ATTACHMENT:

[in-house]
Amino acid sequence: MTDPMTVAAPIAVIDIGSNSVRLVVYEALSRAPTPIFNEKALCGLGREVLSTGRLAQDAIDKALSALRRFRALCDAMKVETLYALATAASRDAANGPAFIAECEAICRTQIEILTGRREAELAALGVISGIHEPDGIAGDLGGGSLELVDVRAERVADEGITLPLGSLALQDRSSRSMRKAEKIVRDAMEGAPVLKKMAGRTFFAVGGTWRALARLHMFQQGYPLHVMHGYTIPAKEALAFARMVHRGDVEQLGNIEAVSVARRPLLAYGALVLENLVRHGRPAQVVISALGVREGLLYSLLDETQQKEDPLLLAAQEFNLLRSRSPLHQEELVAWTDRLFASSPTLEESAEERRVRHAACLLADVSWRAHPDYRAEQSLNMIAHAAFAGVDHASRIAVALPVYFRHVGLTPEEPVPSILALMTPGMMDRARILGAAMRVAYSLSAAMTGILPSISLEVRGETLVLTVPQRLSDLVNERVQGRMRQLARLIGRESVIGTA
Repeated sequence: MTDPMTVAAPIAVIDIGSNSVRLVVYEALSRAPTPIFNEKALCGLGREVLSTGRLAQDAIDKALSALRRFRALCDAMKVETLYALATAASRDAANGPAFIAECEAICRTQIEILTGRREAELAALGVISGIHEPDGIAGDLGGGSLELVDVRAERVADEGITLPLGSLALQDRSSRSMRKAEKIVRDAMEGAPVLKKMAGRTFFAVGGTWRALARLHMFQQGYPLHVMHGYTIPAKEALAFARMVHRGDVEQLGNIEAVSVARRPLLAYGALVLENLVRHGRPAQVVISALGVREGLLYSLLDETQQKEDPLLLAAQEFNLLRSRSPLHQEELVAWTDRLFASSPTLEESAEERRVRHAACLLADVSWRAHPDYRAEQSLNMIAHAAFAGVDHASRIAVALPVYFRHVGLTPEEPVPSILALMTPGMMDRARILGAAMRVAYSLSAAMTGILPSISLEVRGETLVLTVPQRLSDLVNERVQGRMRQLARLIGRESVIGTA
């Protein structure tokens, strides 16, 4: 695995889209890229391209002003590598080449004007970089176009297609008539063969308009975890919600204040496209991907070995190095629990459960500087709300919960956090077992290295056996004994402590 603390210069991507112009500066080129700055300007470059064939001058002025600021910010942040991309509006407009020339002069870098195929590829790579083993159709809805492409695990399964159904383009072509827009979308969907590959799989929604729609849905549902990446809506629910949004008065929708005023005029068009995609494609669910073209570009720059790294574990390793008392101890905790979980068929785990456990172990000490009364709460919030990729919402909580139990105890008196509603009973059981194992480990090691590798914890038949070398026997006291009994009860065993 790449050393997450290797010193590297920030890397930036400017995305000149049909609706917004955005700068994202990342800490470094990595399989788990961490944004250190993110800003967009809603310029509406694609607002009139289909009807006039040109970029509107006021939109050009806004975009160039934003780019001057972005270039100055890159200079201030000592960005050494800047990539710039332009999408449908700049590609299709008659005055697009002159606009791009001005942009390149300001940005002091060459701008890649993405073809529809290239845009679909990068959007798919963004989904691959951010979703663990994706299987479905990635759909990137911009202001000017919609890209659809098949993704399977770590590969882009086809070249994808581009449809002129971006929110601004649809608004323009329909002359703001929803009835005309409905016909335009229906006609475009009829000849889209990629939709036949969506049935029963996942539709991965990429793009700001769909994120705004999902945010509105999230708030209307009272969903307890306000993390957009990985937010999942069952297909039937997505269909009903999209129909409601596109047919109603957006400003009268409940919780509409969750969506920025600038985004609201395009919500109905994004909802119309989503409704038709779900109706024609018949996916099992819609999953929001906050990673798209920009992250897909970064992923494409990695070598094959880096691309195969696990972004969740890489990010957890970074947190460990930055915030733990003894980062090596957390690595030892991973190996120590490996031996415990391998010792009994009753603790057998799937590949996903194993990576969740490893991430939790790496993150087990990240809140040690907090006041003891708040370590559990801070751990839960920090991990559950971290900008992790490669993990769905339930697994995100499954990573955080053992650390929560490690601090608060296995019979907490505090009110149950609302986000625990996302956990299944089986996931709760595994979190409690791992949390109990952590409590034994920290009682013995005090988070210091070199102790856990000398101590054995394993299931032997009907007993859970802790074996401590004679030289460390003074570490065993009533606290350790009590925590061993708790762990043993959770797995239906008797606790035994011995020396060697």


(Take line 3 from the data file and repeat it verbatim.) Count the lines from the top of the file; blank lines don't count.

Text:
Repeated sequence: MTDPMTVAAPIAVIDIGSNSVRLVVYEALSRAPTPIFNEKALCGLGREVLSTGRLAQDAIDKALSALRRFRALCDAMKVETLYALATAASRDAANGPAFIAECEAICRTQIEILTGRREAELAALGVISGIHEPDGIAGDLGGGSLELVDVRAERVADEGITLPLGSLALQDRSSRSMRKAEKIVRDAMEGAPVLKKMAGRTFFAVGGTWRALARLHMFQQGYPLHVMHGYTIPAKEALAFARMVHRGDVEQLGNIEAVSVARRPLLAYGALVLENLVRHGRPAQVVISALGVREGLLYSLLDETQQKEDPLLLAAQEFNLLRSRSPLHQEELVAWTDRLFASSPTLEESAEERRVRHAACLLADVSWRAHPDYRAEQSLNMIAHAAFAGVDHASRIAVALPVYFRHVGLTPEEPVPSILALMTPGMMDRARILGAAMRVAYSLSAAMTGILPSISLEVRGETLVLTVPQRLSDLVNERVQGRMRQLARLIGRESVIGTA